A/B testing the effect of active listening

In 2020, Katikati supported Africa’s Voices Foundation to run an A/B test to improve how they handled conversations. This is how they did it in Katikati and what they found.


During July to November 2020, Africa’s Voices Foundation (AVF) used Katikati to understand and respond to radio audiences in Somalia who expressed rumour, stigma and misinformation in regards to the COVID-19 pandemic in their SMS messages to their radio shows (see use case here). 

Given the sensitive nature of such topics, building a trusted channel of two-way communication is central to shifting ideas, norms and practices. As a result, AVF wanted to explore whether taking a more conversational approach to respond to people who shared rumour, stigma and misinformation would lead to more active engagement from the person as an indication of more effective communication of preventative health messages.


Katikati is designed to allow you to tailor conversations for individuals as well as groups of people. This makes it easy to run a small live experiment (an “A/B test”) on two different messaging approaches, which is exactly what AVF did for responding to rumour, stigma or misinformation comparing between: (A) a standard health message clarifying the misinformation or rumour shared, and (B) a more conversational engagement aiming to first draw the participant into a short discussion before sharing the same standard health message.

Katikati’s conversation tagging feature was of key use here to select, organise, and treat the two groups of people differently. For this experiment, AVF selected a group of 258 individuals who had sent messages containing evidence of rumour, stigma or misinformation, and then further split them into two groups: the A group (Control) consisted of 166 people, whilst the B group (Treatment) included 92 people.

This more conversational approach took the form of messages to an individual which valued the individual's voice, asked questions to understand their thoughts and valued the conversation in the closing statements. This resulted in conversations for the Control vs Treatment Group like the following (Note: this example is in English but these conversations were held in Somali):


One key aspect AVF was interested in was whether the conversational approach created more active and positive engagement as an indicator of uptake of health messaging. To measure this, they designed specific metrics to track for example whether a participant replied in response to the standard health message, whether their reply was positive or negative, whether the participant replied to next week’s questions and whether their reply was substantive and on topic) and so on.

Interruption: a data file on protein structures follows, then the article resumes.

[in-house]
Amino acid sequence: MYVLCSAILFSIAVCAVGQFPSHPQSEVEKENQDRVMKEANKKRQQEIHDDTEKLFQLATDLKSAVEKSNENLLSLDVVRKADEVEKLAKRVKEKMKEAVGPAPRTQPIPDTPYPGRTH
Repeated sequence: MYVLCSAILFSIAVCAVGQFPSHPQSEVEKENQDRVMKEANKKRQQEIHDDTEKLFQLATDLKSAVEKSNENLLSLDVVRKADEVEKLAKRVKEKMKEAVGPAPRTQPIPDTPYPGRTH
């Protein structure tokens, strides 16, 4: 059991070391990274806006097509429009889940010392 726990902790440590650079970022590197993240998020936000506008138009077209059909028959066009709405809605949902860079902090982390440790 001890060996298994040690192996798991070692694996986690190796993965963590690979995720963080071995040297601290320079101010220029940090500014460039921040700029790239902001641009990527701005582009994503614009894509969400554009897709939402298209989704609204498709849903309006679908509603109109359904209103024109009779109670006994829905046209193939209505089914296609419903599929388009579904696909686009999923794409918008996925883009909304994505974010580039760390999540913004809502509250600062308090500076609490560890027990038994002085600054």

Katikati’s tagging feature came in useful again. AVF researchers developed a coding frame for the designed metrics, and then reviewed the conversations and labelled the messages according to the developed metrics. Considering the below metrics, AVF learned that a conversational approach leads to a higher response rate which is sustained even two weeks later and results in more positive sentiments as compared to standard protocol messaging.

Whilst the conversational approach increased engagement for both, when the data was disaggregated by gender this effect is much more pronounced for females compared to male as can be seen in this table below.


Africa’s Voices Foundation conducted this conversational experiment whilst continuing to respond and engage other participants at the same time. Katikati makes it possible to have different, scalable and human-led conversations in the same space through a combination of novel interface design and machine assistance that augments human capability rather than replaces it.

This A/B test showed that active listening can help build engagement and potentially provide a better approach to addressing rumour, stigma and misinformation. As a result of this test, AVF revised their standard messaging to start with an active listening component, while maintaining the standard single-reply approach.

Many thanks to Ella Rechter for her help in producing this Use Case.